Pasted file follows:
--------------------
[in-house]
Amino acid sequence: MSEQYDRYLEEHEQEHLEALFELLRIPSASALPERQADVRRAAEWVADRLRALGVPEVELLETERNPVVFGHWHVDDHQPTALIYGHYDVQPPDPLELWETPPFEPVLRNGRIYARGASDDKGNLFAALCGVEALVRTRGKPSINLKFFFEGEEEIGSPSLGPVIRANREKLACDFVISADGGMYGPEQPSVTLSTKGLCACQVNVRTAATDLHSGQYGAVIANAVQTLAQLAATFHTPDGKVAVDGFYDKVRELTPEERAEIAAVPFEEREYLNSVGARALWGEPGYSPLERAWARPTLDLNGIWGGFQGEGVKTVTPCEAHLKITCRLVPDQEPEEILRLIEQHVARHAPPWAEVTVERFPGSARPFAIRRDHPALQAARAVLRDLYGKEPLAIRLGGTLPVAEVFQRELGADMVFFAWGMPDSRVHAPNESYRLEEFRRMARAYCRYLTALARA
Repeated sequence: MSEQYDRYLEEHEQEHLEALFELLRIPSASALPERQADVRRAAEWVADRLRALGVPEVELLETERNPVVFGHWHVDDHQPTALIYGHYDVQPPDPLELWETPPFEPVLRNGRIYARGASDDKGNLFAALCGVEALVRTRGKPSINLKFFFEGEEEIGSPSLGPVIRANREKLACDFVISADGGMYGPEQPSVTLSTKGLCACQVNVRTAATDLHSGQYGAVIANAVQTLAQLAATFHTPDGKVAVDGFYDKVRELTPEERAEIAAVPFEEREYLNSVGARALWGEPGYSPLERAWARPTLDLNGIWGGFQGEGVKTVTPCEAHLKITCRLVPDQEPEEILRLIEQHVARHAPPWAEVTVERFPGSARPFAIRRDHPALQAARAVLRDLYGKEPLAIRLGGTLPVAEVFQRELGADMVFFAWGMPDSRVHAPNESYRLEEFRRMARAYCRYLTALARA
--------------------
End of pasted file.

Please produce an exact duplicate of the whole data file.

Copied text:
[in-house]
Amino acid sequence: MSEQYDRYLEEHEQEHLEALFELLRIPSASALPERQADVRRAAEWVADRLRALGVPEVELLETERNPVVFGHWHVDDHQPTALIYGHYDVQPPDPLELWETPPFEPVLRNGRIYARGASDDKGNLFAALCGVEALVRTRGKPSINLKFFFEGEEEIGSPSLGPVIRANREKLACDFVISADGGMYGPEQPSVTLSTKGLCACQVNVRTAATDLHSGQYGAVIANAVQTLAQLAATFHTPDGKVAVDGFYDKVRELTPEERAEIAAVPFEEREYLNSVGARALWGEPGYSPLERAWARPTLDLNGIWGGFQGEGVKTVTPCEAHLKITCRLVPDQEPEEILRLIEQHVARHAPPWAEVTVERFPGSARPFAIRRDHPALQAARAVLRDLYGKEPLAIRLGGTLPVAEVFQRELGADMVFFAWGMPDSRVHAPNESYRLEEFRRMARAYCRYLTALARA
Repeated sequence: MSEQYDRYLEEHEQEHLEALFELLRIPSASALPERQADVRRAAEWVADRLRALGVPEVELLETERNPVVFGHWHVDDHQPTALIYGHYDVQPPDPLELWETPPFEPVLRNGRIYARGASDDKGNLFAALCGVEALVRTRGKPSINLKFFFEGEEEIGSPSLGPVIRANREKLACDFVISADGGMYGPEQPSVTLSTKGLCACQVNVRTAATDLHSGQYGAVIANAVQTLAQLAATFHTPDGKVAVDGFYDKVRELTPEERAEIAAVPFEEREYLNSVGARALWGEPGYSPLERAWARPTLDLNGIWGGFQGEGVKTVTPCEAHLKITCRLVPDQEPEEILRLIEQHVARHAPPWAEVTVERFPGSARPFAIRRDHPALQAARAVLRDLYGKEPLAIRLGGTLPVAEVFQRELGADMVFFAWGMPDSRVHAPNESYRLEEFRRMARAYCRYLTALARA